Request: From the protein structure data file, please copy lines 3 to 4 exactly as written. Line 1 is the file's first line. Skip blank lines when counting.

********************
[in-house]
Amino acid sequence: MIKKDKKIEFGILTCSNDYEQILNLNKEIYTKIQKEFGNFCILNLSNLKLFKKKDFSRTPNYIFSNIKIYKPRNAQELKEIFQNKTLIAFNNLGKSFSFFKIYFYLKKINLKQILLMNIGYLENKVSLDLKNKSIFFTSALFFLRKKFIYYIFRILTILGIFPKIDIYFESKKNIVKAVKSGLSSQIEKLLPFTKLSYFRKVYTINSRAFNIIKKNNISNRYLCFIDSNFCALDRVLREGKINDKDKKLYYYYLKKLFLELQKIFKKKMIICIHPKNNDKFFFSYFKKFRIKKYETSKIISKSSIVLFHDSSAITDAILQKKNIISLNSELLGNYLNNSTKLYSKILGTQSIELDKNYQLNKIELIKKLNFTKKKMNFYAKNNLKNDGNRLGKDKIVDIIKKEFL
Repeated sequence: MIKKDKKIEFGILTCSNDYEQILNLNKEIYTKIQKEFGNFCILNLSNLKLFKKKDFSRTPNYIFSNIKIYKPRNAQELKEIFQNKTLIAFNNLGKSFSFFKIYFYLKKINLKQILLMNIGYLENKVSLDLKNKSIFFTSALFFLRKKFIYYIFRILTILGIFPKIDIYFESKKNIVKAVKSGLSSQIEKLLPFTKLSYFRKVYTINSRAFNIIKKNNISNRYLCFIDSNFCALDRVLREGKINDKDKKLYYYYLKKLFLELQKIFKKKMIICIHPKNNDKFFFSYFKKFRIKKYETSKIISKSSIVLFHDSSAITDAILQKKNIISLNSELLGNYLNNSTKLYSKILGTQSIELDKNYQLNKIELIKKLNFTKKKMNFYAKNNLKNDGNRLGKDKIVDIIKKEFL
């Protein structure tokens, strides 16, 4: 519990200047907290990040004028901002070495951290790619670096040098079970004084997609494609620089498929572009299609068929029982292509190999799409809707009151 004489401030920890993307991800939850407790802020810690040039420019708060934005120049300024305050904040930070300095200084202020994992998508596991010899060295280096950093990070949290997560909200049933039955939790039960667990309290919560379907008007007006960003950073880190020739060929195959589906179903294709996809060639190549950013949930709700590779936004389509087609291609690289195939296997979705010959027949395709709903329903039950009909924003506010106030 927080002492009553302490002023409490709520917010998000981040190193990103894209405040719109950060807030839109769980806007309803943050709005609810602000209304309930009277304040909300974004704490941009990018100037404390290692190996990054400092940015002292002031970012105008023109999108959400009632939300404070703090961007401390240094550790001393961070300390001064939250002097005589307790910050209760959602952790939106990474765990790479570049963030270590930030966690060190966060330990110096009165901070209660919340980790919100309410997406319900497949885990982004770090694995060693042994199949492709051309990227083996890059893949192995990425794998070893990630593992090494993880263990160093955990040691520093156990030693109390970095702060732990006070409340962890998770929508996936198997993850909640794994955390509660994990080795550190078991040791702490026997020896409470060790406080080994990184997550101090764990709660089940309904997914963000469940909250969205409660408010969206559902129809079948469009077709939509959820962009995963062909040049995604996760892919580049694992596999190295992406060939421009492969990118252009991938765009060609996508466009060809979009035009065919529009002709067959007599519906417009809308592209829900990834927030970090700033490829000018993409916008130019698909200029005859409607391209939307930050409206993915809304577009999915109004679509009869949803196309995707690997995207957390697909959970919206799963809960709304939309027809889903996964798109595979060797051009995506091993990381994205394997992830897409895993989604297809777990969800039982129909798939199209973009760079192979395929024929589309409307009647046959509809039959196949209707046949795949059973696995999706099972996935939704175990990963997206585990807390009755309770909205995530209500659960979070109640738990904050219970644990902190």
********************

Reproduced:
Repeated sequence: MIKKDKKIEFGILTCSNDYEQILNLNKEIYTKIQKEFGNFCILNLSNLKLFKKKDFSRTPNYIFSNIKIYKPRNAQELKEIFQNKTLIAFNNLGKSFSFFKIYFYLKKINLKQILLMNIGYLENKVSLDLKNKSIFFTSALFFLRKKFIYYIFRILTILGIFPKIDIYFESKKNIVKAVKSGLSSQIEKLLPFTKLSYFRKVYTINSRAFNIIKKNNISNRYLCFIDSNFCALDRVLREGKINDKDKKLYYYYLKKLFLELQKIFKKKMIICIHPKNNDKFFFSYFKKFRIKKYETSKIISKSSIVLFHDSSAITDAILQKKNIISLNSELLGNYLNNSTKLYSKILGTQSIELDKNYQLNKIELIKKLNFTKKKMNFYAKNNLKNDGNRLGKDKIVDIIKKEFL
């Protein structure tokens, strides 16, 4: 519990200047907290990040004028901002070495951290790619670096040098079970004084997609494609620089498929572009299609068929029982292509190999799409809707009151 004489401030920890993307991800939850407790802020810690040039420019708060934005120049300024305050904040930070300095200084202020994992998508596991010899060295280096950093990070949290997560909200049933039955939790039960667990309290919560379907008007007006960003950073880190020739060929195959589906179903294709996809060639190549950013949930709700590779936004389509087609291609690289195939296997979705010959027949395709709903329903039950009909924003506010106030 927080002492009553302490002023409490709520917010998000981040190193990103894209405040719109950060807030839109769980806007309803943050709005609810602000209304309930009277304040909300974004704490941009990018100037404390290692190996990054400092940015002292002031970012105008023109999108959400009632939300404070703090961007401390240094550790001393961070300390001064939250002097005589307790910050209760959602952790939106990474765990790479570049963030270590930030966690060190966060330990110096009165901070209660919340980790919100309410997406319900497949885990982004770090694995060693042994199949492709051309990227083996890059893949192995990425794998070893990630593992090494993880263990160093955990040691520093156990030693109390970095702060732990006070409340962890998770929508996936198997993850909640794994955390509660994990080795550190078991040791702490026997020896409470060790406080080994990184997550101090764990709660089940309904997914963000469940909250969205409660408010969206559902129809079948469009077709939509959820962009995963062909040049995604996760892919580049694992596999190295992406060939421009492969990118252009991938765009060609996508466009060809979009035009065919529009002709067959007599519906417009809308592209829900990834927030970090700033490829000018993409916008130019698909200029005859409607391209939307930050409206993915809304577009999915109004679509009869949803196309995707690997995207957390697909959970919206799963809960709304939309027809889903996964798109595979060797051009995506091993990381994205394997992830897409895993989604297809777990969800039982129909798939199209973009760079192979395929024929589309409307009647046959509809039959196949209707046949795949059973696995999706099972996935939704175990990963997206585990807390009755309770909205995530209500659960979070109640738990904050219970644990902190």